With the Lisbon Treaty in the doldrums, the next five years for the European Union look set to begin under the auspices of the unreformed Nice Treaty. The European elections in June 2009 will take place without the timid Lisbon Treaty reforms, although few have spoken out against a ‘more democratic’ EU.
Can anything be done to enhance the democratic legitimacy of the European Union, even marginally?
Since the Maastricht Treaty every person holding the nationality of a member state is an EU citizen, according to Article 17(1) of the Treaty Establishing the European Community (TEC).
The European Parliament is elected by direct universal suffrage, as provided for in Article 190(1) TEC.
These provisions offer an objective base for some citizens’ influence in EU governance, although the European Union falls far short of a functioning democracy.
The limited powers of the European Parliament and the slow emergence of a ‘European consciousness’ have resulted in the low intensity of European election campaigns and low participation. The electoral campaigns have been fought primarily on national issues, not pan-European ones.
Article 191 TEC offers a germ ‘to forming a European awareness and to expressing the political will of the citizens of the Union’ in the form of political parties at European level.
In practice, the European level parties are still in their infancy. Funding for European parties (and foundations) has recently been provided, but they still resemble loose coalitions of national parties more than effective shapers of pan-European programmes.
There are, however, some promising signs. In the 2004 elections the European Green Party campaigned on a common programme, and the Party of European Socialists has conducted a long public web based consultation for its 2009 election manifesto.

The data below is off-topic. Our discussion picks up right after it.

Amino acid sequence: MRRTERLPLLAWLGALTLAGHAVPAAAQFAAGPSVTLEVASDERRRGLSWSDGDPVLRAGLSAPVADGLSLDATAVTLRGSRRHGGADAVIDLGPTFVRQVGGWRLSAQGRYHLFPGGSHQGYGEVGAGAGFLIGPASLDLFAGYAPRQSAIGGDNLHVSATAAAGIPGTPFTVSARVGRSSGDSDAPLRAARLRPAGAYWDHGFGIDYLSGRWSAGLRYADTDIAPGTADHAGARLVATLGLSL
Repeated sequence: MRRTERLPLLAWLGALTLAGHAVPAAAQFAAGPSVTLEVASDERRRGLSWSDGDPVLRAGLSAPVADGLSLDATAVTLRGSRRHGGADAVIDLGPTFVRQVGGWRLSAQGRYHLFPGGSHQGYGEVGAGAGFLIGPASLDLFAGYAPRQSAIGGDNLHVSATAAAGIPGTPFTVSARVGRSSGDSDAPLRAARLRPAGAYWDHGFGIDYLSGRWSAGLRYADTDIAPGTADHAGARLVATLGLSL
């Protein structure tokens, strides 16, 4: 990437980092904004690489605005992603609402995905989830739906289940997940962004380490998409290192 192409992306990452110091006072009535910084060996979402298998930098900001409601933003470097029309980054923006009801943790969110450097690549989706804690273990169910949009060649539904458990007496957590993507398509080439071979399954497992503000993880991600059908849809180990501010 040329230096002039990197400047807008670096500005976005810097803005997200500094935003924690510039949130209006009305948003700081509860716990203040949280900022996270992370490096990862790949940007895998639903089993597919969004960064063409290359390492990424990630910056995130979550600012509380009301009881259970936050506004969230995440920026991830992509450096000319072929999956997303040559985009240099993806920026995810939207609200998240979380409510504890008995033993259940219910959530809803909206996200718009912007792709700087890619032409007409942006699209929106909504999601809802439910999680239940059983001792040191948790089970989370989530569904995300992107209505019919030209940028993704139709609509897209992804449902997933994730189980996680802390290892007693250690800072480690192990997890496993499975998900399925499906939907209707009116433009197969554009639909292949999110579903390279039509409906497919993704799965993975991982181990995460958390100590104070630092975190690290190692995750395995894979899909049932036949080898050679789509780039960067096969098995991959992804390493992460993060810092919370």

The European elections 2009 offer the European parties an opportunity to inform the public about the political choices facing the European Union, but their success is still dependent on the contributions of the national parties, which – in general – have done little to enhance the knowledge of the public or the participation of their activists at the European level.
In addition to programmes, politics is about personalities, and democracy is about the citizens’ power to elect the office holders and to set the course for government.
The real President, since the Rome Treaties, is the President of the (EEC/EC) Commission, and the Commission still forms the executive in its areas of competence, as far as the European Union can be said to have an operative government (although the superimposed European Council has increasingly morphed into a ‘transitional government’ with a distinctly intergovernmental flavour).
Neither is democratically accountable in a satisfactory way.
The President of the Commission and the Commission are appointed by the Council by a qualified majority, but the preceding nomination of Commission President and the list of the Commission as a block are subject to votes of approval by the European Parliament, pursuant to Article 214 TEC.
Even without the Lisbon Treaty, the European Parliament has the possibility to make the European election results count, when it approves or rejects the person nominated by the heads of state or government.
Gianni Bonvicini, in his article ‘Elezione “diretta” del Presidente della Commissione europea?’, notes that the conservative European People’s Party has nominated Manuel Barroso for a second term. Bonvicini suggests that the Socialists field Pascal Lamy or Giuliano Amato, and that the European liberals put forward their own candidate.
In Bonvicini’s view this would lead to two positive outcomes. It would give weight to the Commission President and it would give a minimum of power and credibility to the European level parties.
In my view, it would enhance the credibility of the European election campaign if the European Council states well in advance that it intends to be bound by the election result, by nominating the candidate of the largest group as President of the European Commission.
This could be one small but important result of the French Council Presidency, at the December 2008 European Council.